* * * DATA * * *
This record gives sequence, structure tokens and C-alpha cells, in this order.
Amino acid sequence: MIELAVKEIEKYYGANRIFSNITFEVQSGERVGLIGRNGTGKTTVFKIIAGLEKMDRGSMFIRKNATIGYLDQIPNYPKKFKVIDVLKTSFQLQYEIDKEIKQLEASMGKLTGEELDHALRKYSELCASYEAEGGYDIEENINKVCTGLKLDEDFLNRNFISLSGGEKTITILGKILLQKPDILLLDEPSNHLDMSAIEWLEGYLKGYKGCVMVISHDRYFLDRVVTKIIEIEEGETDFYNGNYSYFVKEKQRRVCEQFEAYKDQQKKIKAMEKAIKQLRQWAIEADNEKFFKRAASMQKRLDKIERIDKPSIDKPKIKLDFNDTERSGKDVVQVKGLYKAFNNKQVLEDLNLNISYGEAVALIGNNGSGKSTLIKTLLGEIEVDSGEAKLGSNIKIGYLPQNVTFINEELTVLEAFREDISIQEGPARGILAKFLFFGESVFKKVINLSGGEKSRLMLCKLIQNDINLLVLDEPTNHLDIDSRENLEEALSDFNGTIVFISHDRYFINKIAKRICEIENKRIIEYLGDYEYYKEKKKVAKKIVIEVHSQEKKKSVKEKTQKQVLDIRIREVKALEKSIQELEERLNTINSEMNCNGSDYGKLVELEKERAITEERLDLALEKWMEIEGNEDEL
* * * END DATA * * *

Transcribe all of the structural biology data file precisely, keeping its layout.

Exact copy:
This record gives sequence, structure tokens and C-alpha cells, in this order.
Amino acid sequence: MIELAVKEIEKYYGANRIFSNITFEVQSGERVGLIGRNGTGKTTVFKIIAGLEKMDRGSMFIRKNATIGYLDQIPNYPKKFKVIDVLKTSFQLQYEIDKEIKQLEASMGKLTGEELDHALRKYSELCASYEAEGGYDIEENINKVCTGLKLDEDFLNRNFISLSGGEKTITILGKILLQKPDILLLDEPSNHLDMSAIEWLEGYLKGYKGCVMVISHDRYFLDRVVTKIIEIEEGETDFYNGNYSYFVKEKQRRVCEQFEAYKDQQKKIKAMEKAIKQLRQWAIEADNEKFFKRAASMQKRLDKIERIDKPSIDKPKIKLDFNDTERSGKDVVQVKGLYKAFNNKQVLEDLNLNISYGEAVALIGNNGSGKSTLIKTLLGEIEVDSGEAKLGSNIKIGYLPQNVTFINEELTVLEAFREDISIQEGPARGILAKFLFFGESVFKKVINLSGGEKSRLMLCKLIQNDINLLVLDEPTNHLDIDSRENLEEALSDFNGTIVFISHDRYFINKIAKRICEIENKRIIEYLGDYEYYKEKKKVAKKIVIEVHSQEKKKSVKEKTQKQVLDIRIREVKALEKSIQELEERLNTINSEMNCNGSDYGKLVELEKERAITEERLDLALEKWMEIEGNEDEL